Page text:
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The key to holding all of this nonsense together is that it's consistently willing to take the next logical step forward. These guys are all funny together, but what if they were playing the worst possible versions of themselves? It's funny that they're stuck in a house, but what if it was a disaster movie? Disaster movie is funny, but what if it was the actual Apocalypse and they had rampaging demons, hellfire and a possession to contend with? And then it goes and plays most of the survival/claustrophobia stuff remarkably straight: This is no parody, it's a "realistic" Apocalypse survival movie that happens to be dwelling on a collection of comedy actors.

The only real question mark hanging over this one is whether or not it will suffer upon repeat viewings. A lot of the humor comes from the sense of constant upheaval: "I can't believe they just did that!", "I can't believe ______ just showed up!", "I can't believe that just happened!" Such things are likely to lose some of their impact once you know they're coming. On the other hand, a substantial amount of the remaining humor comes from clever character interplay and even genuine pathos. It's hard not to sympathize with Baruchel's dilemma at realizing that he and Seth are on diverging life paths, and Robinson invests his make-believe bravado with an undercurrent of authentic-feeling insecurity.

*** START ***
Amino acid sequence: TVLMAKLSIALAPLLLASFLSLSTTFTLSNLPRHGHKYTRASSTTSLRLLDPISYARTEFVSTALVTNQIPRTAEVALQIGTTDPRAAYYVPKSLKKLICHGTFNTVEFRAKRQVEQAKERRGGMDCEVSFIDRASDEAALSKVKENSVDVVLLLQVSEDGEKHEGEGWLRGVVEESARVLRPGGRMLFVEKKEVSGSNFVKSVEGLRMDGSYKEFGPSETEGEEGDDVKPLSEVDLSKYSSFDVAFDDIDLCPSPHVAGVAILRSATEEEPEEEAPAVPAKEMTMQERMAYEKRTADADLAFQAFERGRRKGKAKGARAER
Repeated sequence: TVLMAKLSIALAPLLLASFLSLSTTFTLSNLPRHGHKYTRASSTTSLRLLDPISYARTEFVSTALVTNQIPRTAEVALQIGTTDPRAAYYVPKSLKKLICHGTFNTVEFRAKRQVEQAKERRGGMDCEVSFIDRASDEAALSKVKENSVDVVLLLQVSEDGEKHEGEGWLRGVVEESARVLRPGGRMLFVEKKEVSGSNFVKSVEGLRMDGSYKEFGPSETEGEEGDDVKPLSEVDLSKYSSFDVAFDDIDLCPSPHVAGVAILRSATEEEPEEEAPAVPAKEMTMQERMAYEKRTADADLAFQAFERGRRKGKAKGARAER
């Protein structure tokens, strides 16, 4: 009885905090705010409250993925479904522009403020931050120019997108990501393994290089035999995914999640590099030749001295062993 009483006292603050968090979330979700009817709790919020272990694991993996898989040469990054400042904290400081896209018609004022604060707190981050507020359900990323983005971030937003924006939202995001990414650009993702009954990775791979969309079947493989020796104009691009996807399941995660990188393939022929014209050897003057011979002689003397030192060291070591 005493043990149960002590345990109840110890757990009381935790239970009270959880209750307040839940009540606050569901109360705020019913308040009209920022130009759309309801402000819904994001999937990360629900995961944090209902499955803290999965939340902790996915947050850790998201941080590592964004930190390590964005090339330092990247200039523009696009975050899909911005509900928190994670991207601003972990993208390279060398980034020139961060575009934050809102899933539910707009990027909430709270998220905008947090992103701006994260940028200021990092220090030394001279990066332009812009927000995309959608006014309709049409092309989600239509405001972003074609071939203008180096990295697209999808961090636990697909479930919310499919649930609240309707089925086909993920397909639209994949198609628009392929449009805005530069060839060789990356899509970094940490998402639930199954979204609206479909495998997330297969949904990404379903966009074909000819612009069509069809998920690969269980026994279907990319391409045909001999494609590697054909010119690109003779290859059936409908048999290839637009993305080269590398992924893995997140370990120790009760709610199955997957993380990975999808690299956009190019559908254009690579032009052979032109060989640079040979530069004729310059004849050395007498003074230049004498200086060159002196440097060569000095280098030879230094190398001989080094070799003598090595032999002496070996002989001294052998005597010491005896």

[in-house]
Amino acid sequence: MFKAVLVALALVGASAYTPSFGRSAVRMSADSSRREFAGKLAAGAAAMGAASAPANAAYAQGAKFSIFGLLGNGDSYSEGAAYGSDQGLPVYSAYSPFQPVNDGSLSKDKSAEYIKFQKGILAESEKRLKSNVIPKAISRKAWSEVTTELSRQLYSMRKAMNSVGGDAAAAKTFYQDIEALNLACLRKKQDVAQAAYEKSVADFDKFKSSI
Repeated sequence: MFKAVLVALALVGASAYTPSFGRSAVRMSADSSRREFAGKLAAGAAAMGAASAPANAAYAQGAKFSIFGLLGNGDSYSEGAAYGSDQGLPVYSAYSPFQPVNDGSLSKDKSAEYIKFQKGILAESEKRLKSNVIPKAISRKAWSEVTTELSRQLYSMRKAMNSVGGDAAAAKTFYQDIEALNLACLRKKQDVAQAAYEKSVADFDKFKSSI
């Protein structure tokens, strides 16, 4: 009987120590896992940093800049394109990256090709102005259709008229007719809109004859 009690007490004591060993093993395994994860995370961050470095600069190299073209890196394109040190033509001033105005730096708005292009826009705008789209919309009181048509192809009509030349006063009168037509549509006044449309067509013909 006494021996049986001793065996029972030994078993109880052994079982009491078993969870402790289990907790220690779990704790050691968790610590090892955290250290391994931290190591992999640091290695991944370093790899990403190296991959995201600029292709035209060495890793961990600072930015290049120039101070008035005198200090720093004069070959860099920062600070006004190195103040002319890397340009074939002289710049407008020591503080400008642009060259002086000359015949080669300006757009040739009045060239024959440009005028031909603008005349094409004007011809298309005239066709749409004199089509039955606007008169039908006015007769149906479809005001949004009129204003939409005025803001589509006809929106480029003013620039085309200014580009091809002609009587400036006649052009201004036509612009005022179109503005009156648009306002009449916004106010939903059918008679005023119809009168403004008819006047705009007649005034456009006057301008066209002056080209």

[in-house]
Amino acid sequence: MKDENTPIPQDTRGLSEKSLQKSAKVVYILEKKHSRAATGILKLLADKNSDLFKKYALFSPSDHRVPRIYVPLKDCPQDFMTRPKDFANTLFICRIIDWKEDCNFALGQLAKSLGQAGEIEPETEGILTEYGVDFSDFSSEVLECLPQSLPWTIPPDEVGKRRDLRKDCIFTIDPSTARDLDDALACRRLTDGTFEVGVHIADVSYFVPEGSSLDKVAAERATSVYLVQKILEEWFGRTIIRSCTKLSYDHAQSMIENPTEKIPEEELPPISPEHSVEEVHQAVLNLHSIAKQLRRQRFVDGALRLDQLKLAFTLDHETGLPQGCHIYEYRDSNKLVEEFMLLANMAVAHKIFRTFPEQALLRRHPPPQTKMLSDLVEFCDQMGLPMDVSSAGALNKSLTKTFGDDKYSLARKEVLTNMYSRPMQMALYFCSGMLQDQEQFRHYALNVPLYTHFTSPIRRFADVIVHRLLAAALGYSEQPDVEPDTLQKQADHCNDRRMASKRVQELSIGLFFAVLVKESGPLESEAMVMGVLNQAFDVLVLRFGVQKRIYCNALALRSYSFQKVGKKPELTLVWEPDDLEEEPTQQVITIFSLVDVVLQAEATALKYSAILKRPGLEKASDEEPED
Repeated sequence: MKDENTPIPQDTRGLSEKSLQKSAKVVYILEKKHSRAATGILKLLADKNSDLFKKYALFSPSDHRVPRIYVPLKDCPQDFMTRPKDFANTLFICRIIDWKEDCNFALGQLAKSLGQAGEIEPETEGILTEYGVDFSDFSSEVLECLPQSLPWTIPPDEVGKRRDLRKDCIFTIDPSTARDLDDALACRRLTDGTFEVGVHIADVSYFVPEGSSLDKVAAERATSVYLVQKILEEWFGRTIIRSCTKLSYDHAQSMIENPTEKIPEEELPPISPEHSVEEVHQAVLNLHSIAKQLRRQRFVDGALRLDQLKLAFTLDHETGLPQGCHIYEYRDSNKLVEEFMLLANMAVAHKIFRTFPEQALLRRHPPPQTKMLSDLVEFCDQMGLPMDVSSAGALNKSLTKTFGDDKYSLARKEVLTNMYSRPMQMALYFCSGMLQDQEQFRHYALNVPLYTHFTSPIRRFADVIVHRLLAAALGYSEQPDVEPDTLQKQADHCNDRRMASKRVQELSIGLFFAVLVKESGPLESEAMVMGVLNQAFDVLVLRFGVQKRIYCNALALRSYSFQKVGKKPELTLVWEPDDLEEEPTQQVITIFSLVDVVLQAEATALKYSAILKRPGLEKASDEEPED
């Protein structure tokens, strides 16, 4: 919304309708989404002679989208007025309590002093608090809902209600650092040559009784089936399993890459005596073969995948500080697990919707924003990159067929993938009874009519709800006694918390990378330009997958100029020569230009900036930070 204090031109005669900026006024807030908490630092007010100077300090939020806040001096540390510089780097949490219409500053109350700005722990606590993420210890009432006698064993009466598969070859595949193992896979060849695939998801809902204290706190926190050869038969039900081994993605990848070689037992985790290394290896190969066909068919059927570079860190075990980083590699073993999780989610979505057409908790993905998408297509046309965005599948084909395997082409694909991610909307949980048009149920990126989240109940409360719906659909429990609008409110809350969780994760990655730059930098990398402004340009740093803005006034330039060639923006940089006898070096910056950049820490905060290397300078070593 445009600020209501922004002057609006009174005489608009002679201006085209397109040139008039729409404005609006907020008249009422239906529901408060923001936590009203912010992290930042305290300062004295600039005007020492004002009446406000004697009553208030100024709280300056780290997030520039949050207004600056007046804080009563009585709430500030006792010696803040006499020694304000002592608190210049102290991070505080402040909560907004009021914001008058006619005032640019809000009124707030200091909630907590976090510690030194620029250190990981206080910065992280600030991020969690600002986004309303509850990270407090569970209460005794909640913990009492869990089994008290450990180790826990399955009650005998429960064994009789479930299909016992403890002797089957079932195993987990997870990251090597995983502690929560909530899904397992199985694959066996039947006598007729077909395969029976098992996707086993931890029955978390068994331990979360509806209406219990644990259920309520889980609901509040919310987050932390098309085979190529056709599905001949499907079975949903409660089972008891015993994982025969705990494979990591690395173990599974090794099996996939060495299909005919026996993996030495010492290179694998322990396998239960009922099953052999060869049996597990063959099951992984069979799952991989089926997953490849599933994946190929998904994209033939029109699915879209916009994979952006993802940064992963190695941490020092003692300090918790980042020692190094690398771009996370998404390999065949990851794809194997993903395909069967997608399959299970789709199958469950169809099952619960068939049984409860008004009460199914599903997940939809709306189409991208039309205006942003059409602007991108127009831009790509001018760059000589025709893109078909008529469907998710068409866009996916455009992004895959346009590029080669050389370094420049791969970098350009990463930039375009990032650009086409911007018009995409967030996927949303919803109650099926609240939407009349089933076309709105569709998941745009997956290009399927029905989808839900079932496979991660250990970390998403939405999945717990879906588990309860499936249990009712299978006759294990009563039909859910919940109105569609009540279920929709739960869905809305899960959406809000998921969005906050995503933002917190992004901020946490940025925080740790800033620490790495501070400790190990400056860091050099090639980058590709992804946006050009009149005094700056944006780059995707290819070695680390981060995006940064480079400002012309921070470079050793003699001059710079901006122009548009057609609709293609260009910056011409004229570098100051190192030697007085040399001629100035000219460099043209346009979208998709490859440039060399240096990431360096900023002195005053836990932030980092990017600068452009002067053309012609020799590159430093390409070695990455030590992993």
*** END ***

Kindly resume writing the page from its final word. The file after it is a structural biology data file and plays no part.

But, again, the real draw is just how screamingly funny the whole thing turns out to be. Not every joke is going to hit everybody's funny-bone, especially when it comes to self-referential meta-humor like Franco brandishing a pistol from Flyboys or he, Rogen and McBride shooting a homemade sequel to Pineapple Express. But the gags come so fast and from so many angles that I can't imagine anyone sitting there stone faced the entire time.

This Is The End is a singularly odd duck of a film. It's a vanity project based on the participants mercilessly dressing themselves and each other down. But it's a riot, and in a Summer of sequels, remakes and predictable genre offerings it's a welcome distraction. It's likely to be buried under the presumed juggernaut of Man of Steel this week, but if it runs near you I'd call it something like a can't miss event in its own right.

Bob Chipman is a film critic and independent filmmaker. If you've heard of him before, you have officially been spending way too much time on the internet.

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